I was lucky enough to have my surgery just a week after I tore it. I don't know how anyone waits any longer...I give you MAJOR props! Not eating or drinking after midnight was torture, you know how soccer girls are. I was so ready to get this over with so I could chug 10 waters and eat a jar of peanut butter!

My experience with the nurses were wonderful. Knowing I am afraid of needles they distracted me with jokes and asking me about our company, SoccerGrlProbs. Honestly, the worst and most painful part was getting the IV in (which took a few attempts). Then I was given a femoral nerve block, this was so you don't experience most of the pain you would otherwise for about 15 hours (#Blessed). I was rolled in and given a nice anesthesia cocktail...
I woke up a few hours later in recovery talking gibberish and eating saltines while chugging little plastic cups of water. When the nurses deemed me ready, I was wheeled to the car and traveled home (2 hours which kind of stunk).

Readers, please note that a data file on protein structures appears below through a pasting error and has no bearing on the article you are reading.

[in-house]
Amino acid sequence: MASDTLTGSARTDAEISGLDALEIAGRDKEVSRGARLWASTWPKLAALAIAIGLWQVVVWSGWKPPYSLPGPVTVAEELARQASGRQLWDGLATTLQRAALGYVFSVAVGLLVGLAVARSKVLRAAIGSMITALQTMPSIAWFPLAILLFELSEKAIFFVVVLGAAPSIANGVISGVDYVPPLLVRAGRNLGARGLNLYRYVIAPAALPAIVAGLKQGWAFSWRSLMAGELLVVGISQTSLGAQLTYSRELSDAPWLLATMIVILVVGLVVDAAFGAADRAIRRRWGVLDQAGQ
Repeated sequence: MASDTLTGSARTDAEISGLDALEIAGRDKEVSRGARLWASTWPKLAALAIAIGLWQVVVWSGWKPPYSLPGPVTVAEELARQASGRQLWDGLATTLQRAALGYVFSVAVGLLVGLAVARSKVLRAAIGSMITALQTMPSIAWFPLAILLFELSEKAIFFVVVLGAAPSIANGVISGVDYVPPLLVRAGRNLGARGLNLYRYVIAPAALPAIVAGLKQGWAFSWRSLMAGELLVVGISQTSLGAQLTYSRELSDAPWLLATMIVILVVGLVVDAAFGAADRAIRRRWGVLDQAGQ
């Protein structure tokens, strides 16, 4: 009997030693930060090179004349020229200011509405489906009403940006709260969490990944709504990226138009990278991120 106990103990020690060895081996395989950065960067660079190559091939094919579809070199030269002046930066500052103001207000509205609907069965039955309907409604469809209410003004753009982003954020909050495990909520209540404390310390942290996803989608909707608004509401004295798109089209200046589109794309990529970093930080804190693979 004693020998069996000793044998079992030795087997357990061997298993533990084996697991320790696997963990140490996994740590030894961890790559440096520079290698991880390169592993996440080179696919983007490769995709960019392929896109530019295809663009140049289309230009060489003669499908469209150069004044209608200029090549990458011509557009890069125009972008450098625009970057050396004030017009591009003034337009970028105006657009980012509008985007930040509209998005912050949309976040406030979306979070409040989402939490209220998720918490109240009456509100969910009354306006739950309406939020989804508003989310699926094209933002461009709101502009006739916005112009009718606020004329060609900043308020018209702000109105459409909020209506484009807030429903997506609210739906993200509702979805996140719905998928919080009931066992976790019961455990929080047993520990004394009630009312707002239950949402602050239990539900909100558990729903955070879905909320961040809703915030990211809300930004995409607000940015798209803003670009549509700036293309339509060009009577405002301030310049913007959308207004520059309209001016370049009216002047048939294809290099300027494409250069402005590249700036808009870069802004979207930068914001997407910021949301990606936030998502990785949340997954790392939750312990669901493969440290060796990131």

Shout out to my main chick- my Madre (Also, my temporary roomie - lucky her), who helped carry me up the stairs to my bed (and has been my personal nurse the past 24 hours). Immediately I had the game ready ice machine hooked up - I can't stress the importance of this enough. I recommend asking the doctor's office about a prescription for this and most insurances cover the rental!

The second piece of equipment that I think is 100% necessary is a CPM (continuous passive motion) machine. This is all about continuing to keep your injured leg's range of motion and prevent scar tissue from forming (You don't want scar tissue to build up - Your physical therapist will make you cry when rubbing it out!). Also - it is extremely important to keep your legs motion because it could later affect your hips and the way you walk.

Lastly, having great family and friends is CLUTCH. Getting through this is not easy and you shouldn't be afraid to ask for help (Believe me, I like to do everything on my own and hate asking people for things... but you need to do what's best for your health).
I will check in with a progress report in a few days.. It makes me feel better to know that I am not alone with this soccer girl problem! We are all in this together and that's why we love our fans!